The write way to better health

I have always wondered about medical science’s propensity to dehumanise patients.

People are seen as a set of symptoms. The cause of symptoms are seen as either genetic or environmental. The bias is a biological one.

In our current model of medicine, surely the craziest dichotomy is between physical health and mental health. Mental health, of course, has a psychological bias.

These biases have everything to do with origins and professional jealousy, and nothing to do with life as most of us experience it.

Progress is being made towards seeing the patient as a human being. I watched a short video last year on Shared Decision Making in which a doctor (a General Practitioner) actually talked to one of his patients who was a frequent attender at surgery and at A and E. Instead of asking about symptoms, the doctor asked his patient about his life. It turned out that the patient’s wife was in a care home difficult to reach by public transport and he was missing her terribly. The practice put on a taxi service for him to visit his wife. His attendances at surgery and A & E stopped.

I have been reminded of this video over the past few days while reading Opening Up, a book by eminent psychologist James W. Pennebaker. In it, Pennebaker examines links between psychological inhibition and physical health. It’s a fascinating read. If nothing else, it shows our mind and body to be one system – which our professional science has, in its cartesian dualist way, split into two. The way medicine denigrates illness when it identifies a psychosomatic origin is evidence of its dualistic bias.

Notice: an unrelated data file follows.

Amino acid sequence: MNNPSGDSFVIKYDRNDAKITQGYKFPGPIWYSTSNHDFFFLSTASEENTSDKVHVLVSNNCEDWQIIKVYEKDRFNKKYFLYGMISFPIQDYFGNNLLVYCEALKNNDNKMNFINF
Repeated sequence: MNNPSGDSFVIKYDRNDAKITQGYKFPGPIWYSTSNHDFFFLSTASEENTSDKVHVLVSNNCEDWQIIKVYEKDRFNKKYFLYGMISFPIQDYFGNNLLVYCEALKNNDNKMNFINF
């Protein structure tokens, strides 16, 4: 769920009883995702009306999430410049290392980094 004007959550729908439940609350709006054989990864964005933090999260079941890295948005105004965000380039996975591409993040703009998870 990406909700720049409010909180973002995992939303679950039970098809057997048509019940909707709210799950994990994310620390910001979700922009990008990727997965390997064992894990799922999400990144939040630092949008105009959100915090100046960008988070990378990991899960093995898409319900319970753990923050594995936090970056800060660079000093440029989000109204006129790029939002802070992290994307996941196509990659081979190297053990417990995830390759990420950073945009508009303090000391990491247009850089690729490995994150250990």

Freud was one of the first to identify trauma and its suppression as a cause of illness later in life. Pennebaker, being a scientist, has actually gathered evidence that points in the same direction. As you might expect, there is far more nuance in Pennebaker’s work than in Freud’s Grand Theory approach, but one of his discoveries is so remarkably simple I am quite at a loss why it is not being universally applied.

The discovery is this: For many people, illness in later life is linked to a trauma in earlier life – a trauma to which they have not been able to give expression. Sexual abuse inside a family, because of the associated taboos, is a good example.

Being able to talk or write about a trauma without fear of being judged, of not being believed (see previous post), or of suffering some social penalty helps bring something deep to the surface. The simple act of expressing what happened and what they feel about it acts as a purge. The individual is able to adjust and get on with their lives and be healthier.

Pennebaker has also examined the efficacy of writing/talking cures relating to recent trauma. So, for example, you have just been diagnosed with breast cancer. Patients who are able to express their feelings about it tend to recover better and quicker than those who inhibit their response.

The British NHS is obsessing now about better outcomes for patients. What that means when translated is: doctors and nurses need to work harder and smarter.

So here’s my suggestion. Why doesn’t every hospital and GP practice pay someone to either listen to patients’ life stories or facilitate their writing about a trauma, past or present. A pilot project with a control group would help to identify the cost-benefits. My bet is that it would be cheaper than employing a doctor and the outcomes would be better. Furthermore, the number of people presenting for care would be greatly reduced thus representing a saving to the health system as a whole.

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